In The Gnostic New Age, I tell the powerful story of how gnostic groups arose in the first century CE as countercultural religious innovators, offering people in antiquity a completely new way to look at themselves, their world, and their gods. I present gnosticism, not as a religion, but as a religious worldview or spirituality that engages multiple religions and affiliations, and remodels them in countercultural ways, producing new religious movements even to this day.

All the religions of antiquity – Judaism, Christianity, and Greco-Roman, Egyptian and Babylonian religions – based their beliefs and practices on a type of spirituality that envisioned human beings as slaves or servants to very powerful and often capricious gods and government authorities who were their deputies on earth. These religions mainly served to keep the world orderly and the gods satisfied and happy, so as to avoid punishments like famine, disease, and defeat in war. People did this by providing the gods with sacrifices that fed them, worship that respected their power, and lifestyles that honored their rules and kept chaos at bay.

Gnostic spirituality interrogated this traditional understanding of religion by turning worship away from the gods of the nations to a supreme transcendent God whom they considered the source of all life. This made the gods of the nations, including the biblical God, lesser deities, even false gods and demons. Furthermore, this transcendent God of worship was not a God that could be described or learned about through some catechism or scripture. This supreme God beyond all Gods had to be experienced by each person or met face-to-face in a mystical embrace. Gnostic groups used rituals they designed to bring about this initiatory experience.

These practices significantly changed ancient people’s understanding of the human being. The human being was no mere mortal according to gnostics. Humans, they thought, contained an actual piece of the transcendent God within them, and they called it the human spirit. This piece of God is what makes humans transcendent, capable of journeying beyond their bodies, beyond their world, to a place of utter Good and Light, which is their source. This journey home and integration with God transforms and empowers the human initiates to externalize the God Within, to become gods on earth, to make their own choices based on conscience rather than obedience to gods and kings.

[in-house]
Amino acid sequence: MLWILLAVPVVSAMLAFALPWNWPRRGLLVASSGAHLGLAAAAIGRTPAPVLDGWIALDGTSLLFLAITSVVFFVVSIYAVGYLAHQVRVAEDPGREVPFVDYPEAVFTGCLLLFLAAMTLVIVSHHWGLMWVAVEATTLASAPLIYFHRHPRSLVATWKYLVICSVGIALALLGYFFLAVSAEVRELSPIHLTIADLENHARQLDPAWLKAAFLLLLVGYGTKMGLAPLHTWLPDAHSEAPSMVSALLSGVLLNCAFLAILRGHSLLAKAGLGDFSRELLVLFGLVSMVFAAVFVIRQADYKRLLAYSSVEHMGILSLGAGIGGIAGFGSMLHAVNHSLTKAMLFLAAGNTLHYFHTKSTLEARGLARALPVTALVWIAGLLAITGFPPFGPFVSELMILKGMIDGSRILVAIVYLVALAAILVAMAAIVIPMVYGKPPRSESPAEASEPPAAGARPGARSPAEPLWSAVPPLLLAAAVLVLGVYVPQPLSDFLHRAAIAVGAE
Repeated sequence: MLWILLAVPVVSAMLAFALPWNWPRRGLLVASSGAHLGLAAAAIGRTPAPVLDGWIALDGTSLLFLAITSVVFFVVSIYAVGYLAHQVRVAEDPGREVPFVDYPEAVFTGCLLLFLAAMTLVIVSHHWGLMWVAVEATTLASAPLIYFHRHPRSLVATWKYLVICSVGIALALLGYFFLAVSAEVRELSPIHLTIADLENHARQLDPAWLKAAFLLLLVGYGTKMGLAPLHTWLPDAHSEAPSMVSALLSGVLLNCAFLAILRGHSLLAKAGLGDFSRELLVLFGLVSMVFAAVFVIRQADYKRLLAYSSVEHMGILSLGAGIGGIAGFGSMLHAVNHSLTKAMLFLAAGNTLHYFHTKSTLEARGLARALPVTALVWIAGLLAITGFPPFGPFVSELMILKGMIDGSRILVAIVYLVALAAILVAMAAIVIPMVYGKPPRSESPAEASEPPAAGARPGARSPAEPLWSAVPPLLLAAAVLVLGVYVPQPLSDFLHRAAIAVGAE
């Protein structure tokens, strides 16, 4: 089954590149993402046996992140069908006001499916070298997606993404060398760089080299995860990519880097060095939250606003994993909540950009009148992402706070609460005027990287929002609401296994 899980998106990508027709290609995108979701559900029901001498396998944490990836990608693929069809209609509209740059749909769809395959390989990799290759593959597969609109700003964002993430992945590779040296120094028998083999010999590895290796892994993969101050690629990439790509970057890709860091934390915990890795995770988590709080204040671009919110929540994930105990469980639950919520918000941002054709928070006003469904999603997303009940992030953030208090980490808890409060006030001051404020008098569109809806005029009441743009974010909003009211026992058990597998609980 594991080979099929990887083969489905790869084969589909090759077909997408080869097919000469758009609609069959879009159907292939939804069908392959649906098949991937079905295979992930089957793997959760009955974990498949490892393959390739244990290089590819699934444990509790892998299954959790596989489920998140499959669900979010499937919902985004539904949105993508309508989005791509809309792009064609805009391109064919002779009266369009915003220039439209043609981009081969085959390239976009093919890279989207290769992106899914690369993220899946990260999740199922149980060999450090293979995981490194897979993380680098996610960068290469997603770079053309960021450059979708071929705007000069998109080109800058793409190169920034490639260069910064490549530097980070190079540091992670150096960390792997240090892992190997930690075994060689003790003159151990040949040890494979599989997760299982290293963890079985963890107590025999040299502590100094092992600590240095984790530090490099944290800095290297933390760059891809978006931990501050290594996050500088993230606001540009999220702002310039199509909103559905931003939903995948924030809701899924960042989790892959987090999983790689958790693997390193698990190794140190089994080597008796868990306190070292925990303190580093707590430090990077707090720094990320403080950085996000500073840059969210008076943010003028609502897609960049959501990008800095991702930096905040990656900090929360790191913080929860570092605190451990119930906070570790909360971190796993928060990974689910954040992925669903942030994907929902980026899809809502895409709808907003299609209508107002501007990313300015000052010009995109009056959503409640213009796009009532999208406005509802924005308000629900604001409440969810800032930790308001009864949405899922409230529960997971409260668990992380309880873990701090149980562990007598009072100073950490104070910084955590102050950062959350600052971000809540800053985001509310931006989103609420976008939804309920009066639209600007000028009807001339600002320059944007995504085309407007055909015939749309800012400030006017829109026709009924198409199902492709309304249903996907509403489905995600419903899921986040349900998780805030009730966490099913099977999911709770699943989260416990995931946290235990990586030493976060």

This meant that religion took on a specific therapeutic function that it did not previously have, to transform and empower human beings as gods, to give humans the power to conquer fate, resist the dominant authorities and traditions, and create a better world for themselves. This reorientation of religion features the rise of the individual and free thinking which became foundational to the history of the Western world and our own history as Americans.




 



 

Aaron Cowan

 

On his book A Nice Place to Visit: Tourism and Urban Revitalization in the Postwar Rustbelt

Cover Interview of May 10, 2017

In a nutshell

A Nice Place to Visit explores how four American cities – Baltimore, Cincinnati, Pittsburgh, and St. Louis – coped with the problems of economic decline after World War II, and how and why tourism gradually gained a vital position in their postindustrial economies. The book is organized into case studies of each city, paired with a particular type of tourist development. So, for example, in Cincinnati, I look at the transformation of downtown hotels in the postwar decades, or in Pittsburgh, the story of professional sports and stadium development. In each case, I focus on the story in one city to illustrate broader consequences of tourist development in these four cities, and postwar urban America generally.

The urban tourist industry began with the growth of business conventions in the post-World War II period. Beginning in the 1950s and accelerating thereafter, cities rushed to build massive convention centers, new convention hotels, and develop aggressive marketing campaigns to recruit trade and business meetings. For the first time, city governments played a direct role in facilitating, and often subsidizing, construction of this infrastructure. Even in the 1950s and early 1960s, the loss of manufacturing jobs and residents left city leaders increasingly desperate to spur a new economic base. St. Louis mayor A.J. Cervantes spoke in the 1960s of tourism as one business “that cannot move to the suburbs.”

Other types of tourist development sought to create attractions – for example, St. Louis’ Gateway Arch, or Baltimore’s Inner Harbor – that would both draw leisure travelers and provide an easily-marketable “front door” that could reshape the perception of the city in public media. Again, public subsidy and public-private partnerships played a key role in these sites. By the 1980s, cities across the nation pursued new tourism trophies – festival marketplaces, aquariums, “experiential” museums, casinos – in a seemingly endless competition to capture the tourist dollar.